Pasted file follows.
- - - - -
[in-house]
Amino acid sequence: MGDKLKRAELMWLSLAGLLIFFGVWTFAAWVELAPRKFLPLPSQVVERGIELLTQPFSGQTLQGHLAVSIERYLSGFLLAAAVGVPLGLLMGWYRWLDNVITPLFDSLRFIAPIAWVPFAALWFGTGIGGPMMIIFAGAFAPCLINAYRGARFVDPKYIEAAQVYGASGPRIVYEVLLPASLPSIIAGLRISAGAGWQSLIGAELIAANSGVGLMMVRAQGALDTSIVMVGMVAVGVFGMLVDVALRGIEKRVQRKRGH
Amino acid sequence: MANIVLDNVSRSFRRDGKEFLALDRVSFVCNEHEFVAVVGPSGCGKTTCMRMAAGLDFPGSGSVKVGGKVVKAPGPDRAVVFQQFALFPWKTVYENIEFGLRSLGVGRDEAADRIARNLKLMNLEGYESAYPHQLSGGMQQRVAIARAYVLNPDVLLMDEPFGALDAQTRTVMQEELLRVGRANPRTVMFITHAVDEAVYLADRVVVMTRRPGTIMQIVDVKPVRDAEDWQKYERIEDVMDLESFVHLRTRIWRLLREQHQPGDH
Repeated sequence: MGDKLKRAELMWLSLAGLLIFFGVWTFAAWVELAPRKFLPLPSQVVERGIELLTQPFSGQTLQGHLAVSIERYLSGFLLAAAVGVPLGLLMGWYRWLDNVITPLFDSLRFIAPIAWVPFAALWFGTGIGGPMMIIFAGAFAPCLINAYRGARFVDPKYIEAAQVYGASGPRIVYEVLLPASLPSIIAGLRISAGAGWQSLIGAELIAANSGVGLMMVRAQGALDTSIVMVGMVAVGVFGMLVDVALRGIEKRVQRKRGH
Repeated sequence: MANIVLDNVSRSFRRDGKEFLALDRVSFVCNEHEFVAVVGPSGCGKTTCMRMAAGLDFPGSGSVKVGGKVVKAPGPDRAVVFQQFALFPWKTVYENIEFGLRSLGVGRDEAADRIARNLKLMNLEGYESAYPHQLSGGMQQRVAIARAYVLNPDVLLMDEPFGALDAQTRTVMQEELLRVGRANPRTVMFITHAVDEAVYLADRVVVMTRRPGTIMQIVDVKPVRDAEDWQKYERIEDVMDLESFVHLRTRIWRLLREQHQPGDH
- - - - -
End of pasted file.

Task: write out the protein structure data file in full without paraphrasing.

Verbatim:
[in-house]
Amino acid sequence: MGDKLKRAELMWLSLAGLLIFFGVWTFAAWVELAPRKFLPLPSQVVERGIELLTQPFSGQTLQGHLAVSIERYLSGFLLAAAVGVPLGLLMGWYRWLDNVITPLFDSLRFIAPIAWVPFAALWFGTGIGGPMMIIFAGAFAPCLINAYRGARFVDPKYIEAAQVYGASGPRIVYEVLLPASLPSIIAGLRISAGAGWQSLIGAELIAANSGVGLMMVRAQGALDTSIVMVGMVAVGVFGMLVDVALRGIEKRVQRKRGH
Amino acid sequence: MANIVLDNVSRSFRRDGKEFLALDRVSFVCNEHEFVAVVGPSGCGKTTCMRMAAGLDFPGSGSVKVGGKVVKAPGPDRAVVFQQFALFPWKTVYENIEFGLRSLGVGRDEAADRIARNLKLMNLEGYESAYPHQLSGGMQQRVAIARAYVLNPDVLLMDEPFGALDAQTRTVMQEELLRVGRANPRTVMFITHAVDEAVYLADRVVVMTRRPGTIMQIVDVKPVRDAEDWQKYERIEDVMDLESFVHLRTRIWRLLREQHQPGDH
Repeated sequence: MGDKLKRAELMWLSLAGLLIFFGVWTFAAWVELAPRKFLPLPSQVVERGIELLTQPFSGQTLQGHLAVSIERYLSGFLLAAAVGVPLGLLMGWYRWLDNVITPLFDSLRFIAPIAWVPFAALWFGTGIGGPMMIIFAGAFAPCLINAYRGARFVDPKYIEAAQVYGASGPRIVYEVLLPASLPSIIAGLRISAGAGWQSLIGAELIAANSGVGLMMVRAQGALDTSIVMVGMVAVGVFGMLVDVALRGIEKRVQRKRGH
Repeated sequence: MANIVLDNVSRSFRRDGKEFLALDRVSFVCNEHEFVAVVGPSGCGKTTCMRMAAGLDFPGSGSVKVGGKVVKAPGPDRAVVFQQFALFPWKTVYENIEFGLRSLGVGRDEAADRIARNLKLMNLEGYESAYPHQLSGGMQQRVAIARAYVLNPDVLLMDEPFGALDAQTRTVMQEELLRVGRANPRTVMFITHAVDEAVYLADRVVVMTRRPGTIMQIVDVKPVRDAEDWQKYERIEDVMDLESFVHLRTRIWRLLREQHQPGDH